Annotation: From hustling, drug addiction and armed violence in America's black ghettos Malcolm X turned, in a dramatic prison conversion, to the puritanical fervour of the Black Muslims. As their spokesman he became identified in the white press as a terrifying teacher of race hatred; but to his direct audience, the oppressed American blacks, he brought hope and self-respect. This autobiography (written with Alex Haley) reveals his quick-witted integrity, usually obscured by batteries of frenzied headlines, and the fierce idealism which led him to reject both liberal hypocrisies and black racialism.
Alex Haley was born Alexander Murray Palmer Haley on August 11, 1921, in Ithaca, New York. At the time of his birth, Haley's father, Simon Haley, a World War I veteran, was a graduate student in agriculture at Cornell University, and his mother, Bertha Palmer Haley, was a teacher.
For the first five years of his life, Haley lived with his mother and grandparents in Henning, Tennessee, while his father finished his studies. When Simon Haley completed his degree, he joined the family in Tennessee and taught as a professor of agriculture at various southern universities. Alex Haley was always remarkably proud of his father, whom he said had overcome the immense obstacles of racism to achieve high levels of success and provide better opportunities for his children.
An exceptionally bright child and gifted student, Haley graduated from high school at the age of 15 and enrolled at Alcorn A&M College (Alcorn State University) in Mississippi, where he says he "was easily the most undistinguished freshman." After one year at Alcorn, he transferred to Elizabeth City State Teachers College in North Carolina.
In 1939, at the age of 17, Haley quit school to enlist in the Coast Guard. Although he enlisted as a seaman, he quickly became a third class petty officer in the inglorious rate of mess attendant. To relieve his boredom while on ship, Haley bought a portable typewriter and typed out love letters for his less articulate friends. He also wrote short stories and articles and sent them to magazines and publishers back in the United States. Although he received mostly rejection letters in return, a handful of his stories were published, encouraging Haley to keep writing.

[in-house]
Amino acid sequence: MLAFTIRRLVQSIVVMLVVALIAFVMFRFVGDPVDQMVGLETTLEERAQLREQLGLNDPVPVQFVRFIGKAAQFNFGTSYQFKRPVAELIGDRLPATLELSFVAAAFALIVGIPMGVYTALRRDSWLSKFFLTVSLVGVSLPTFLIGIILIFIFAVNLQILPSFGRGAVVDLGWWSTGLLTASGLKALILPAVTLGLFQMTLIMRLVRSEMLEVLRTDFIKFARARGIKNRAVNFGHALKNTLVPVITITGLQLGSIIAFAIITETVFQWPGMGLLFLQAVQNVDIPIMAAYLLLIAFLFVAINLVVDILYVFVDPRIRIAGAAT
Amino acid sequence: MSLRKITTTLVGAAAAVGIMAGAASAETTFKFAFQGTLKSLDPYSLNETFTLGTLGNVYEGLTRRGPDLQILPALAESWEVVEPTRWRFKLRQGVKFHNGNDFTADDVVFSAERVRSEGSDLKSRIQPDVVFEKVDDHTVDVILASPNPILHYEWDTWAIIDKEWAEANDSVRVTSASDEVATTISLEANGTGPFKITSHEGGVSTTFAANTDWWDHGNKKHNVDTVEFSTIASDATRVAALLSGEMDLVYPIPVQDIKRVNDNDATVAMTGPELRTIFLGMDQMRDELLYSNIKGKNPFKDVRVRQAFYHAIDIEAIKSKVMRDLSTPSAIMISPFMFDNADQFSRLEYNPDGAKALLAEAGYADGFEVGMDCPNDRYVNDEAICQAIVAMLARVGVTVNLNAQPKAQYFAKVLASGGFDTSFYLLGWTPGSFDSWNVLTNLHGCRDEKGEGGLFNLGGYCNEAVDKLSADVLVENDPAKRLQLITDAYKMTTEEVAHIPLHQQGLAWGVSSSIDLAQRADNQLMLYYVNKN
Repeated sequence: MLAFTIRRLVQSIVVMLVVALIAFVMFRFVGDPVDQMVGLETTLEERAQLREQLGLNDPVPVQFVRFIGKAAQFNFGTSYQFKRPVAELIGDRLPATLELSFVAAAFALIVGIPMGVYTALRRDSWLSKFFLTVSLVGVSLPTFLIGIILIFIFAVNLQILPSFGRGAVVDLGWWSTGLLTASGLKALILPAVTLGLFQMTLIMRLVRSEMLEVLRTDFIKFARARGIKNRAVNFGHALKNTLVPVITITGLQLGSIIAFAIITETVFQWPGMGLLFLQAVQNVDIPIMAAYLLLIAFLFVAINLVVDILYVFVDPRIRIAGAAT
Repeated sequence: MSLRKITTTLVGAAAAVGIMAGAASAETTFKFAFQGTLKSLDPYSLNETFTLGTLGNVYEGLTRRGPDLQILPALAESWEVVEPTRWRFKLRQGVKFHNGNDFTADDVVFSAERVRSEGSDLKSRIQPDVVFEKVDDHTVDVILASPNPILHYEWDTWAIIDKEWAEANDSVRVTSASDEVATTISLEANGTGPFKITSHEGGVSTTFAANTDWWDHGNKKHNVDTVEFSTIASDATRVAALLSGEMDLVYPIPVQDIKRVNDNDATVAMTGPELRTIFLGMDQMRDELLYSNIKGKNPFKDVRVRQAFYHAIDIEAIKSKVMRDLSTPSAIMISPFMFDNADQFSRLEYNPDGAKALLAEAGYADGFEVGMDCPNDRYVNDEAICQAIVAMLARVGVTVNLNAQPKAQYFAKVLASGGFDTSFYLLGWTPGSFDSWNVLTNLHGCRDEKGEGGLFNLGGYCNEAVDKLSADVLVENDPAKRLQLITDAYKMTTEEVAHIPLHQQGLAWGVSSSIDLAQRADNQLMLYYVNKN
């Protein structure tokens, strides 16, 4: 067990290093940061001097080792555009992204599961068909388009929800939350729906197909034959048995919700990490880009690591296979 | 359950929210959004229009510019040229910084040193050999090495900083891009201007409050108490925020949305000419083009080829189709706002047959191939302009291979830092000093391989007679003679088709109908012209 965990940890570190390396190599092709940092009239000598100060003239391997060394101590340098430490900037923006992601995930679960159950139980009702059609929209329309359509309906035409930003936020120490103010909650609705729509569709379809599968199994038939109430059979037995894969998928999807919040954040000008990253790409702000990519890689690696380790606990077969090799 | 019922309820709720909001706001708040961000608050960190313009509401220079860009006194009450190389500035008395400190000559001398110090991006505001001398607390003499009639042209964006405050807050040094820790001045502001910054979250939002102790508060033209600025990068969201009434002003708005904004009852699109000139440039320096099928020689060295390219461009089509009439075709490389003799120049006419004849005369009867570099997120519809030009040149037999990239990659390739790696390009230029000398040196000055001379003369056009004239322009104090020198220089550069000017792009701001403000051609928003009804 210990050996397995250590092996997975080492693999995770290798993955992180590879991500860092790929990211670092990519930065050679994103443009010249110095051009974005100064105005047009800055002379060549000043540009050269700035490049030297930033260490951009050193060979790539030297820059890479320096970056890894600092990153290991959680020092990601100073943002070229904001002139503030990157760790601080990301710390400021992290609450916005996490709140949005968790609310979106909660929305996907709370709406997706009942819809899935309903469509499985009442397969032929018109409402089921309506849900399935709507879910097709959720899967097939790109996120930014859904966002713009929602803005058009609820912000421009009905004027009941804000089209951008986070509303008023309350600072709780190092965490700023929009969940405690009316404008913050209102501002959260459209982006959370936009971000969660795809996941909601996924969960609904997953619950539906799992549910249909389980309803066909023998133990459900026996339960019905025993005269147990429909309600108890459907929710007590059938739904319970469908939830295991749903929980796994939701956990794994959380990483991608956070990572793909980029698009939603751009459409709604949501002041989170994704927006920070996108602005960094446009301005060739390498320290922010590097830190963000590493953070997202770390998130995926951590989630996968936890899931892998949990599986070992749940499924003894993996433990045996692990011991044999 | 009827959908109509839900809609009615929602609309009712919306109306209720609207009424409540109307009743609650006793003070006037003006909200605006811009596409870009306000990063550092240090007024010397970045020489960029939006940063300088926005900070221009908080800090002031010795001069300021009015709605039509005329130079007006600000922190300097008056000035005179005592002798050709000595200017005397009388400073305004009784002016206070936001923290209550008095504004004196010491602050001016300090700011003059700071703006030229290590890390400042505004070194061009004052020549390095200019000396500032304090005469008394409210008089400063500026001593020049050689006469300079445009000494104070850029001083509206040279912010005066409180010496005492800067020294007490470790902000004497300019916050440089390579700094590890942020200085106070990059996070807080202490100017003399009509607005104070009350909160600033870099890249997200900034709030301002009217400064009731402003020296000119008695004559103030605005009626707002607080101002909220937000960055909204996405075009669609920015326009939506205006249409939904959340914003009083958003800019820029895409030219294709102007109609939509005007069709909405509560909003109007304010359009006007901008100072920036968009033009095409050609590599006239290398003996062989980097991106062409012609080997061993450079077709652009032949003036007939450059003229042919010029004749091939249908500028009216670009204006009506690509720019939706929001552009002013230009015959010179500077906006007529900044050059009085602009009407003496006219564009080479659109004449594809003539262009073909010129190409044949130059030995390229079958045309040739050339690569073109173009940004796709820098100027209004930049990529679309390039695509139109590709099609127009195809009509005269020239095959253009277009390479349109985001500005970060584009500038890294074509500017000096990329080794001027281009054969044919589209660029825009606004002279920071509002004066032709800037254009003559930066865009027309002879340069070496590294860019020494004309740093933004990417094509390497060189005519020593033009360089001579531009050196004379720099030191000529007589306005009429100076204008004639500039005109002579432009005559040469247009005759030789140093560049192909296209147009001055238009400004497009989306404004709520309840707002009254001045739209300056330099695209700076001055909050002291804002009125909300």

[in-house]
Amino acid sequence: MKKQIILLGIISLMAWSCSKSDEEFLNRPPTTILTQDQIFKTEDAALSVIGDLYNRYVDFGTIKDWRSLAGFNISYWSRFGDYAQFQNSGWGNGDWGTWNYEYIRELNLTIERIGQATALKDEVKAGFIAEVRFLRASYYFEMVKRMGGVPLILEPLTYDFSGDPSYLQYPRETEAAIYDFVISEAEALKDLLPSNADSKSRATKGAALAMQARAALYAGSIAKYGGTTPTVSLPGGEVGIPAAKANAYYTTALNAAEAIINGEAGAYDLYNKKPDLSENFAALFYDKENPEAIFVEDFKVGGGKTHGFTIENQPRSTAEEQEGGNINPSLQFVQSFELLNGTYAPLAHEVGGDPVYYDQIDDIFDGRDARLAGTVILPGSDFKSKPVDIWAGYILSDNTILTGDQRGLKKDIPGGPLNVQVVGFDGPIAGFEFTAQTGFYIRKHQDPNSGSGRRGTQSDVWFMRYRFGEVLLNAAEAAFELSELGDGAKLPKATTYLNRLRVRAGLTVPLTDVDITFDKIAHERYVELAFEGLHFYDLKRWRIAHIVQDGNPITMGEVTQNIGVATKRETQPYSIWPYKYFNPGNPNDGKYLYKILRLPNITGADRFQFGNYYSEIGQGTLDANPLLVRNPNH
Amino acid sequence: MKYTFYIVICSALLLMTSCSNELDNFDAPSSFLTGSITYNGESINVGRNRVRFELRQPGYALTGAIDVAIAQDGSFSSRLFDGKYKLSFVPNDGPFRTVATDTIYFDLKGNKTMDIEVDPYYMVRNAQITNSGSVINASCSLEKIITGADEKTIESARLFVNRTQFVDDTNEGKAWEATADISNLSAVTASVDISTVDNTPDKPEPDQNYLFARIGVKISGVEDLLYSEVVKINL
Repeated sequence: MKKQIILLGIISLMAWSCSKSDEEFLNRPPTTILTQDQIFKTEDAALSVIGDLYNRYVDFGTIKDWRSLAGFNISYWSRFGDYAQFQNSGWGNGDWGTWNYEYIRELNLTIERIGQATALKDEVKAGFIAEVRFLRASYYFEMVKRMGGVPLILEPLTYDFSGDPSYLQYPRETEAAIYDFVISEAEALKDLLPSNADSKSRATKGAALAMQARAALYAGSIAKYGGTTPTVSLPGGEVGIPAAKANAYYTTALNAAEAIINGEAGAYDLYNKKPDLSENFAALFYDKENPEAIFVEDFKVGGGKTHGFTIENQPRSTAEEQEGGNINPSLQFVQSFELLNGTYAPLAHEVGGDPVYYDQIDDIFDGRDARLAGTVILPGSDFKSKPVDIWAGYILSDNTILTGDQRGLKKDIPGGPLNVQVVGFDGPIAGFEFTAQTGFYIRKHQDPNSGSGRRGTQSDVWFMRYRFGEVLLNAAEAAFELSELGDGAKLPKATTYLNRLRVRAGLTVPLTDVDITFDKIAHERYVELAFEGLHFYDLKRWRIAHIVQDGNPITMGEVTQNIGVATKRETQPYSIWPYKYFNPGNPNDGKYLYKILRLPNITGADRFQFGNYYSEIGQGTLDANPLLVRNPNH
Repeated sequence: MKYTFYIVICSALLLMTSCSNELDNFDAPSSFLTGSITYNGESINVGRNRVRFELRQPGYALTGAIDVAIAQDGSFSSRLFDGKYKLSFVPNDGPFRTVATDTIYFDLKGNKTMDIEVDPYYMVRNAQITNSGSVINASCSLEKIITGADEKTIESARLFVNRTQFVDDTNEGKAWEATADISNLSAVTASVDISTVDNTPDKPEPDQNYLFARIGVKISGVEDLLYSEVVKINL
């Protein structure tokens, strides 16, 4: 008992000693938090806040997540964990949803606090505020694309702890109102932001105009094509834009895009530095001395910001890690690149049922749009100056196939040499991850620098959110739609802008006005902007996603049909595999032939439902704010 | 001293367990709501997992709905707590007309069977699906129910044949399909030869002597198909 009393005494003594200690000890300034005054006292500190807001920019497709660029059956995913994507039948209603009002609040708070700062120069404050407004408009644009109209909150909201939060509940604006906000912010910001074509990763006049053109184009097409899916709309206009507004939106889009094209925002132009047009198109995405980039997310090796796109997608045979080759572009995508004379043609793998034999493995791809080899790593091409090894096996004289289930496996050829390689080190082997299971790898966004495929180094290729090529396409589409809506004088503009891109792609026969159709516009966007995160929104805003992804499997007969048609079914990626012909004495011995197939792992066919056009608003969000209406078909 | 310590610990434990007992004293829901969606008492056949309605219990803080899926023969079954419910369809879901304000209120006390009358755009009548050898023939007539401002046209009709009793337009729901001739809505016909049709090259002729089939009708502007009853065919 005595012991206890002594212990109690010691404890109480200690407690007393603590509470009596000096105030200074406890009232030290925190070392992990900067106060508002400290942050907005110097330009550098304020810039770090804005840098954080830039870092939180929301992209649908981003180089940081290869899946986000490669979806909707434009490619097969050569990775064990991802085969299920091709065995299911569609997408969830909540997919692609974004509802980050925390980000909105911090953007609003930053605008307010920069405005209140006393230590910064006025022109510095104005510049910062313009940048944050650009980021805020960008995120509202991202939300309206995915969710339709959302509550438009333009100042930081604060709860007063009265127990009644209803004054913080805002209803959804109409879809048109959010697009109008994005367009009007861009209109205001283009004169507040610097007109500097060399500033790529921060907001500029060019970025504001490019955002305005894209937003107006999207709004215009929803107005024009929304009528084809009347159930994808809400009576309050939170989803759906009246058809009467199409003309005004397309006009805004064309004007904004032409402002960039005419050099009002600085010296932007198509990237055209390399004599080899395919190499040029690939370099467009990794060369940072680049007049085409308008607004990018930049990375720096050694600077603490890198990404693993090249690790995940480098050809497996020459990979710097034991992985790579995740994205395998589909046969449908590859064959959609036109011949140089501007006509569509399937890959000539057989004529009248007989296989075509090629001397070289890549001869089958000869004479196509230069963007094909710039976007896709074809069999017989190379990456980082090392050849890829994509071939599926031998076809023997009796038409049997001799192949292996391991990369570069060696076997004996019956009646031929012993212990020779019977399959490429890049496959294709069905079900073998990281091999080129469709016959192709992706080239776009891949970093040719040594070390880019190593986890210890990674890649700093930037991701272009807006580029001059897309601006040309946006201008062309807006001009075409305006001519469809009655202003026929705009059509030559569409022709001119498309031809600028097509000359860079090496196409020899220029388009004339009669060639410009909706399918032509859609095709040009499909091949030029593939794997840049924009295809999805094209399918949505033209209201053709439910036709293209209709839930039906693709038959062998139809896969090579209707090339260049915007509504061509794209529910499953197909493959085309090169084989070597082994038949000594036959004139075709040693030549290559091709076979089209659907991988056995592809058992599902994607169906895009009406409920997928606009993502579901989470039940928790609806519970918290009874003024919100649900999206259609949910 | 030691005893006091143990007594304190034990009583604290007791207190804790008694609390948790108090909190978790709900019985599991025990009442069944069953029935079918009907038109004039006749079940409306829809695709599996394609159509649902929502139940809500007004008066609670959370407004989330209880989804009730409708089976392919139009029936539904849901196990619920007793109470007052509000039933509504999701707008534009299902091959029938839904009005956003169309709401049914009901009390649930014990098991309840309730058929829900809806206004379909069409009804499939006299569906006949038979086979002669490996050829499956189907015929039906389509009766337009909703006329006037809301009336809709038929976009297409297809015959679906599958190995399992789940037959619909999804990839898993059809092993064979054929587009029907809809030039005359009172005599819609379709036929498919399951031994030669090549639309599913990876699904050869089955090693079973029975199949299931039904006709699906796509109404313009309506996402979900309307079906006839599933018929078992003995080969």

At the conclusion of World War II, the Coast Guard permitted Haley to transfer into the field of journalism, and by 1949 he had achieved the rank of first class petty officer in the rate of journalist. Haley was soon promoted to chief journalist of the Coast Guard, a rank he held until his retirement in 1959, after 20 years of service. A highly decorated veteran, Haley received the American Defense Service Medal, World War II Victory Medal, National Defense Service Medal and an honorary degree from the Coast Guard Academy. A Coast Guard Cutter was also named in Haley's honor: the USCGC Alex Haley.
Upon retiring from the Coast Guard in 1959, Haley set out to make it as a freelance writer. Although he published many articles during these years, the pay was barely enough to make ends meet. Haley recalls working 16-hour days for about $2,000 a year, surviving on nothing but canned sardines for weeks at a time.
Then, in 1962, Haley got his big break when Playboy magazine assigned him to conduct an interview with the famous trumpeter Miles Davis. The interview was such a success that the magazine contracted Haley to do a series of interviews with prominent African-Americans. Known as "The Playboy Interviews," Haley interviewed such prominent figures as Martin Luther King Jr., Sammy Davis Jr., Quincy Jones and Malcolm X. After concluding his 1963 interview with Malcolm X, Haley asked the civil rights leader if he could write a book on his life. The result, two years later, was The Autobiography of Malcolm X: As Told to Alex Haley. A seminal book of the civil rights movement as well as an international bestseller, the book memorialized for eternity the life of Malcolm X while transforming Haley, his collaborator, into a celebrated writer.
Level: 9-12 Grades